BATTLE OF GETTYSBURG
Most historians would agree that the Battle of Gettysburg is the most notable and influential battle during the American Civil War. Taking place from July 1st to July 3rd of 1863, the battle that involved General’s Robert E. Lee of the Confederate Army and General George G. Meade of the Union Army. Meade had recently been promoted by President Abraham Lincoln to command the Potomac army, whom Lincoln had grown to distrust under the leadership of Commander Joseph Hooker. Lee however, was brimming with confidence after a clear and war defining victory at Chancellorsville a little over a month prior.
Lee wished to invade the North, with the goal being that another victory could show the strength of the Confederate Army and impress the French and British whose resources would play a large role in deciding the War. After an early push by Lee, 30,000 Confederate Soldiers defeated 20,000 men of the Union Army just northwest of Gettysburg, forcing a retreat by Meade’s men to Cemetery Hill and Culp’s Hill. While defending the hill line, the northerners were attacked on their left flank by Lee’s army, it seemed as though the attack would be effective, but the Northern defense units stood strong and held the same positions at the end of July 2nd that they began the day with.
“Pickett’s Charge” is the most discussed portion of the Battle of Gettysburg. This attack from the Confederates occurred on July 3rd, which was day 3 of fighting, and was an infantry attack of the center line of the Union defense. Lee was intent on making an impact in this battle, so he enlisted 15,000 infantry soldiers under the command of George Pickett to run through open fields to attack a Union line that was dug-in and protected. The charge went as one would expect, the Confederate army was decimated by artillery attack while being protected by stone walls, and Pickett’s army lost approximately two-thirds of their men.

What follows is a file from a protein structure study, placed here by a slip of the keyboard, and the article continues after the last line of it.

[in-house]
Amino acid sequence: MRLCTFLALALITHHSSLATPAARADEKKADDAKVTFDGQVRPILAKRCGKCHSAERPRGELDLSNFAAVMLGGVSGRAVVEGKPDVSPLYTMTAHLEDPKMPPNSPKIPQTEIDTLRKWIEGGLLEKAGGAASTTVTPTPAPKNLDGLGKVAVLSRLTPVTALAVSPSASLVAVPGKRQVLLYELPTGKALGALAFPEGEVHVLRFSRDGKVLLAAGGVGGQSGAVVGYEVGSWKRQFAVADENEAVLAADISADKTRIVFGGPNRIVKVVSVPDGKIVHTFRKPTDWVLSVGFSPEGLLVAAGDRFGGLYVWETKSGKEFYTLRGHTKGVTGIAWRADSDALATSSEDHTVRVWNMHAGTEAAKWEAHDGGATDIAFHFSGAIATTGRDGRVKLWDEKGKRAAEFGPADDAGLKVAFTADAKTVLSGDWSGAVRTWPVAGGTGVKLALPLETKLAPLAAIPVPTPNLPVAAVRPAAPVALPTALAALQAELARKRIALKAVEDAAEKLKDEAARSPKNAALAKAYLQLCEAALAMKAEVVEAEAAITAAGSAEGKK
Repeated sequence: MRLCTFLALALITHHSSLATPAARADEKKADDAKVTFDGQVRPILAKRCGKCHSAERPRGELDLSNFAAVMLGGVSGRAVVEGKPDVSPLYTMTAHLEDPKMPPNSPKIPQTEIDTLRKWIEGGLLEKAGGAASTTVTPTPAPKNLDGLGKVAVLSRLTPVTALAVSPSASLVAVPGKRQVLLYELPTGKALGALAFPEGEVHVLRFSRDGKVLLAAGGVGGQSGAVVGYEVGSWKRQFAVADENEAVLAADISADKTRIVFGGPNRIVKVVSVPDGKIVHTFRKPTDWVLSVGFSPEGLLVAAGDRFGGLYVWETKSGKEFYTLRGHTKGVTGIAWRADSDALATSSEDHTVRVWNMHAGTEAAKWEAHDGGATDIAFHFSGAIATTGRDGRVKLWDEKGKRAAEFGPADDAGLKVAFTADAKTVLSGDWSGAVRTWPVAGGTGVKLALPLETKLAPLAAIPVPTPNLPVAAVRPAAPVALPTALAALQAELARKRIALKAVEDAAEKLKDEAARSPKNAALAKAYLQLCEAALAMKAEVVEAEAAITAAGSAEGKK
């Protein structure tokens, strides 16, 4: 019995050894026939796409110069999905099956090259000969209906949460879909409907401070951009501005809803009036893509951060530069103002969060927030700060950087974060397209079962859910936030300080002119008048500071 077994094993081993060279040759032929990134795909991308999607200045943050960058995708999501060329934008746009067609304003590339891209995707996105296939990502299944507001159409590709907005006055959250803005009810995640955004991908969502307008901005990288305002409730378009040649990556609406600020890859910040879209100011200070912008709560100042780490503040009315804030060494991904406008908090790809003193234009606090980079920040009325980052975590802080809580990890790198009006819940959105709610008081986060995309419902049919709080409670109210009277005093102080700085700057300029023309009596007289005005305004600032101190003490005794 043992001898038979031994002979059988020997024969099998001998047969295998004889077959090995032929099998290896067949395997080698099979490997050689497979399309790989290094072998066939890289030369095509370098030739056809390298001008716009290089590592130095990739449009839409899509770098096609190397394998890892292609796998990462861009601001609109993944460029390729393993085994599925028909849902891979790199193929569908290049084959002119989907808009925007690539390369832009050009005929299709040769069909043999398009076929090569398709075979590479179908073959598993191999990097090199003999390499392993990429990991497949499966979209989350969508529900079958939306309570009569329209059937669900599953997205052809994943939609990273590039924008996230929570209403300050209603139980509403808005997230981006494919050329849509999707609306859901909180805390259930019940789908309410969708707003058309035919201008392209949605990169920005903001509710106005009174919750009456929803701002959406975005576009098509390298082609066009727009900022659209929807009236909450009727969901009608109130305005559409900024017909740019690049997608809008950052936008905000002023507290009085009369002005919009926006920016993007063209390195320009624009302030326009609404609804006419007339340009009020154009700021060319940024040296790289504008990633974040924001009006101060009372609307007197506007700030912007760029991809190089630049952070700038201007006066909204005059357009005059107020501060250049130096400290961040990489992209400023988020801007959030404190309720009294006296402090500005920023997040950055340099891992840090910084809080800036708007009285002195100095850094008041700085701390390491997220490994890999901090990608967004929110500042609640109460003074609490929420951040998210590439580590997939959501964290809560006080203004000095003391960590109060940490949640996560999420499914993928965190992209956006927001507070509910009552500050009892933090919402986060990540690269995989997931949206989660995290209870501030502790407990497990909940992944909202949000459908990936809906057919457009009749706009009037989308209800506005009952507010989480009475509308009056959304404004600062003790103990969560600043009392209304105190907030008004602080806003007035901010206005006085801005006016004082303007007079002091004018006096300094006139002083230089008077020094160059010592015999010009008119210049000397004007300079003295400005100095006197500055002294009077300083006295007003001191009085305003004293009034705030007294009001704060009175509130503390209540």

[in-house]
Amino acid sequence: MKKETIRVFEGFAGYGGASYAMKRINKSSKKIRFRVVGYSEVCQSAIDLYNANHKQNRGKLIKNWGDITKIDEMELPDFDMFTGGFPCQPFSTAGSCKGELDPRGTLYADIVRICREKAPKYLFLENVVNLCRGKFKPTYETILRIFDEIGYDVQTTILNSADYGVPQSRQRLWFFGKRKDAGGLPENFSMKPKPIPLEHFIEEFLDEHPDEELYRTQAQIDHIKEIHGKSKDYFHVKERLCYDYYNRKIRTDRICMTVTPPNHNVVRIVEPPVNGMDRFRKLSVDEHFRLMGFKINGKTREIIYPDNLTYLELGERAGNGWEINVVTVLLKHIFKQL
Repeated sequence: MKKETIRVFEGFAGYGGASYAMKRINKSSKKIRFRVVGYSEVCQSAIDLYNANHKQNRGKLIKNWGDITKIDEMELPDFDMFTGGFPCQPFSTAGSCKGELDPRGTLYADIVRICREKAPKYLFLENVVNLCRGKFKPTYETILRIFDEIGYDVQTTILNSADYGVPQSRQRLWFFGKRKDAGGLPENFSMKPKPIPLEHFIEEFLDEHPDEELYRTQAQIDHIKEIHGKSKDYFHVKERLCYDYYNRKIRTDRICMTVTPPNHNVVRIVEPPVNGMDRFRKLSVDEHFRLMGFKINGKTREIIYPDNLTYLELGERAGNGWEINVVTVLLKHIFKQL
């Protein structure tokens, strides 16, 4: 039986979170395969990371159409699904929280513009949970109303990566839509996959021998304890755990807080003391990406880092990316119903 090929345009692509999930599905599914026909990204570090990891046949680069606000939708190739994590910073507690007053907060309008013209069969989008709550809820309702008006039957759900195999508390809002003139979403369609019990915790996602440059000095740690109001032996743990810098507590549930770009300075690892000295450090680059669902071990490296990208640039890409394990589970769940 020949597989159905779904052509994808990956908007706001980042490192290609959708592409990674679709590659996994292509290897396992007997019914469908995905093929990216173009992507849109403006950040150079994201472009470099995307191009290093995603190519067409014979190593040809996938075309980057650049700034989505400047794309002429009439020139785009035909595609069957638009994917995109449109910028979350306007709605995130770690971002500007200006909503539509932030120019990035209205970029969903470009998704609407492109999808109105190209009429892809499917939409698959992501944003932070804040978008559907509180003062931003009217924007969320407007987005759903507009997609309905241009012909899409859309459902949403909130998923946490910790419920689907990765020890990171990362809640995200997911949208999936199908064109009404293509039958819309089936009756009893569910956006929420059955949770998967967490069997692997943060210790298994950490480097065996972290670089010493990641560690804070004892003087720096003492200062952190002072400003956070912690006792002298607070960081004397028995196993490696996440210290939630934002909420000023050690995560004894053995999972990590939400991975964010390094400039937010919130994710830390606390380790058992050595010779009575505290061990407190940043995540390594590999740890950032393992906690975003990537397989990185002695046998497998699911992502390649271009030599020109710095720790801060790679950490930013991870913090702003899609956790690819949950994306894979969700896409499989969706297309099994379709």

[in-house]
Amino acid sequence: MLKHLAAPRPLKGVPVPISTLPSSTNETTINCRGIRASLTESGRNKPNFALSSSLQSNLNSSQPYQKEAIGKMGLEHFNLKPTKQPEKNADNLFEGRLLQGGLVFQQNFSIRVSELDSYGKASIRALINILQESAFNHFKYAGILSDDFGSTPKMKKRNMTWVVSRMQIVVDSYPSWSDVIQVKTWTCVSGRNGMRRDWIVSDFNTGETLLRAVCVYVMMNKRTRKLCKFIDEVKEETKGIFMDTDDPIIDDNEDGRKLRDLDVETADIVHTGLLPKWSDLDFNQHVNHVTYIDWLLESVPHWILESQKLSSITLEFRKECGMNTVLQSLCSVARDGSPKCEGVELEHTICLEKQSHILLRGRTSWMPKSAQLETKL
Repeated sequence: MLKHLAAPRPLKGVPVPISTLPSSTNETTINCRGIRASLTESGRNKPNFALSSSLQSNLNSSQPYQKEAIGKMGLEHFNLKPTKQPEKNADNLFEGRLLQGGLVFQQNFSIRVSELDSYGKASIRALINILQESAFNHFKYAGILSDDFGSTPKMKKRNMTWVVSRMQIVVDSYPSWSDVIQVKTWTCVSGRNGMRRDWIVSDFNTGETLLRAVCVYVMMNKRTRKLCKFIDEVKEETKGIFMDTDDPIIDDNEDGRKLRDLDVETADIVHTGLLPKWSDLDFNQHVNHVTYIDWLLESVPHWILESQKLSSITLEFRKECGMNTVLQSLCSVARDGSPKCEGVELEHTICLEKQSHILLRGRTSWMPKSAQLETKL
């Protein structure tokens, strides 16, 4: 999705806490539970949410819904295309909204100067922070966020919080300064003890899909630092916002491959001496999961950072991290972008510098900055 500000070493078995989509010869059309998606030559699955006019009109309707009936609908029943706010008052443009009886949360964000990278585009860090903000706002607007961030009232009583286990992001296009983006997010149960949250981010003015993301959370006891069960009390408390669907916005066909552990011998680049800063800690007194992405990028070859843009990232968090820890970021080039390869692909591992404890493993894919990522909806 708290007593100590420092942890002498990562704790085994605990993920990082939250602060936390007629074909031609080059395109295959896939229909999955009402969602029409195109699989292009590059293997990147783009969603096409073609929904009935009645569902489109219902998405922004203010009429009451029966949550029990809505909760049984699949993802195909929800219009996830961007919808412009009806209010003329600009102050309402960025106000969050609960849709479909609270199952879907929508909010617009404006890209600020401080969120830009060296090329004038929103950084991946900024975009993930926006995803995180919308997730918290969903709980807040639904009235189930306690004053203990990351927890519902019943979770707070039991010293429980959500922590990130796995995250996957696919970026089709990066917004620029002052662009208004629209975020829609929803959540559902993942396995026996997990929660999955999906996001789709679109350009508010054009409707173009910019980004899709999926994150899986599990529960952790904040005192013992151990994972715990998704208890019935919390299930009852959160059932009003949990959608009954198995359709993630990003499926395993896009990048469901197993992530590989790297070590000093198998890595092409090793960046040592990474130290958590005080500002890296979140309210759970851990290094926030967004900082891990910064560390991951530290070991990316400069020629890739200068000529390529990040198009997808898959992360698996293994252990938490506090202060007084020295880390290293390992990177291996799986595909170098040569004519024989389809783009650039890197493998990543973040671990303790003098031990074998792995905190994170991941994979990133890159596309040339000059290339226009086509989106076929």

After the debacle that was Pickett’s charge, General Lee withdrew his troops in preparation for a counter attack from the Union army that would never come. General Meade was content with simply deterring the Confederate Army from advancing into northern territory, while relishing in the victory that was the three day fight at Gettysburg. The final casualty count would be 23,000 Union soldiers, and 28,000 lost fights for the Confederacy. This short battle would have a major impact on the war, as it switched the momentum in favor of the Union. Add in that there would be no foreign recognition for the Confederacy, and there was very little positive momentum for the southern people to build off of. Robert E. Lee would attempt to resign after his blunder, but his request was denied by southern President Jefferson Davis. Although Lee would go on to lead the Confederates to many victories in the Civil War, many will forever remember his defeat at Gettysburg to be the defining moment in his career, and the defining moment for the Confederate army.